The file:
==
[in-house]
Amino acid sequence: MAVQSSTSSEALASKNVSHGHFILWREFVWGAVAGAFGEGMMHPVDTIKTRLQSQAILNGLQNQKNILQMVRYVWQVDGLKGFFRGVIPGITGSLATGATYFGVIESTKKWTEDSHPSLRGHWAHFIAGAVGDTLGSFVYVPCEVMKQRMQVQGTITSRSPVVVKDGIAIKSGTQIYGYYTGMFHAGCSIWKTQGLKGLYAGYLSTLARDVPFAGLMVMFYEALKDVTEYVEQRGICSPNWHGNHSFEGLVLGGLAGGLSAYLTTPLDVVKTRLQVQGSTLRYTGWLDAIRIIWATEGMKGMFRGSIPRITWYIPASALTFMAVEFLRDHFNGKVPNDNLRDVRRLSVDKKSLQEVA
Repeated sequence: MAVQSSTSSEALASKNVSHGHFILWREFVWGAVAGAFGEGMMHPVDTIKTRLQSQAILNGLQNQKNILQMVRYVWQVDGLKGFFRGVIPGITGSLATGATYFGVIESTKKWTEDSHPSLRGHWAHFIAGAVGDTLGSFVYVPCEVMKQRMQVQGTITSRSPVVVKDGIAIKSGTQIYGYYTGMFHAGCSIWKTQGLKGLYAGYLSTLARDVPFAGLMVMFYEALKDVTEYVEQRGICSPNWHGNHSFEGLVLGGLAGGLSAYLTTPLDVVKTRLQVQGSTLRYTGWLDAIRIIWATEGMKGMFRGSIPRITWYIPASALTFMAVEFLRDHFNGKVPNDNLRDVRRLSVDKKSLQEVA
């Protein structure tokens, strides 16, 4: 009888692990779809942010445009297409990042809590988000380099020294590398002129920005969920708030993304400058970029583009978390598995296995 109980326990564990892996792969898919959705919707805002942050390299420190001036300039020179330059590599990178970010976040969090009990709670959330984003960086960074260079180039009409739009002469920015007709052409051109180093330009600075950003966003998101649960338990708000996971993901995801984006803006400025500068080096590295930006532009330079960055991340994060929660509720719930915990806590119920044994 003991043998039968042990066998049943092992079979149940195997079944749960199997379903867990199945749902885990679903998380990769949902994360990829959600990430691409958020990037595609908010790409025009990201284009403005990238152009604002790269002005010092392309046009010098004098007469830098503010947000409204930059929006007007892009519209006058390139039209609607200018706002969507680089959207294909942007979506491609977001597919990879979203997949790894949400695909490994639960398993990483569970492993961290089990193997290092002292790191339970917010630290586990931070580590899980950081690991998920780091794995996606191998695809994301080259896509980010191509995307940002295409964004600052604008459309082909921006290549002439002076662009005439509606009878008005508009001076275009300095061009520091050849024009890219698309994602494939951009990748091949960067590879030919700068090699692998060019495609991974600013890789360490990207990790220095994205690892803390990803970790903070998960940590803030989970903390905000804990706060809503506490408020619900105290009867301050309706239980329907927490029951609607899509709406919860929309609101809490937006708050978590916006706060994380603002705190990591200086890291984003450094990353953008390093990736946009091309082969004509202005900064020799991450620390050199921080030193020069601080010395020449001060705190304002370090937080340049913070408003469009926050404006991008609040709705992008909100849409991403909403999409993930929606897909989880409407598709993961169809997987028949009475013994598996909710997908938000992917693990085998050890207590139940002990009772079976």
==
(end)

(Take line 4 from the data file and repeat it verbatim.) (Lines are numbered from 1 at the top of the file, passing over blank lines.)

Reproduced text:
């Protein structure tokens, strides 16, 4: 009888692990779809942010445009297409990042809590988000380099020294590398002129920005969920708030993304400058970029583009978390598995296995 109980326990564990892996792969898919959705919707805002942050390299420190001036300039020179330059590599990178970010976040969090009990709670959330984003960086960074260079180039009409739009002469920015007709052409051109180093330009600075950003966003998101649960338990708000996971993901995801984006803006400025500068080096590295930006532009330079960055991340994060929660509720719930915990806590119920044994 003991043998039968042990066998049943092992079979149940195997079944749960199997379903867990199945749902885990679903998380990769949902994360990829959600990430691409958020990037595609908010790409025009990201284009403005990238152009604002790269002005010092392309046009010098004098007469830098503010947000409204930059929006007007892009519209006058390139039209609607200018706002969507680089959207294909942007979506491609977001597919990879979203997949790894949400695909490994639960398993990483569970492993961290089990193997290092002292790191339970917010630290586990931070580590899980950081690991998920780091794995996606191998695809994301080259896509980010191509995307940002295409964004600052604008459309082909921006290549002439002076662009005439509606009878008005508009001076275009300095061009520091050849024009890219698309994602494939951009990748091949960067590879030919700068090699692998060019495609991974600013890789360490990207990790220095994205690892803390990803970790903070998960940590803030989970903390905000804990706060809503506490408020619900105290009867301050309706239980329907927490029951609607899509709406919860929309609101809490937006708050978590916006706060994380603002705190990591200086890291984003450094990353953008390093990736946009091309082969004509202005900064020799991450620390050199921080030193020069601080010395020449001060705190304002370090937080340049913070408003469009926050404006991008609040709705992008909100849409991403909403999409993930929606897909989880409407598709993961169809997987028949009475013994598996909710997908938000992917693990085998050890207590139940002990009772079976």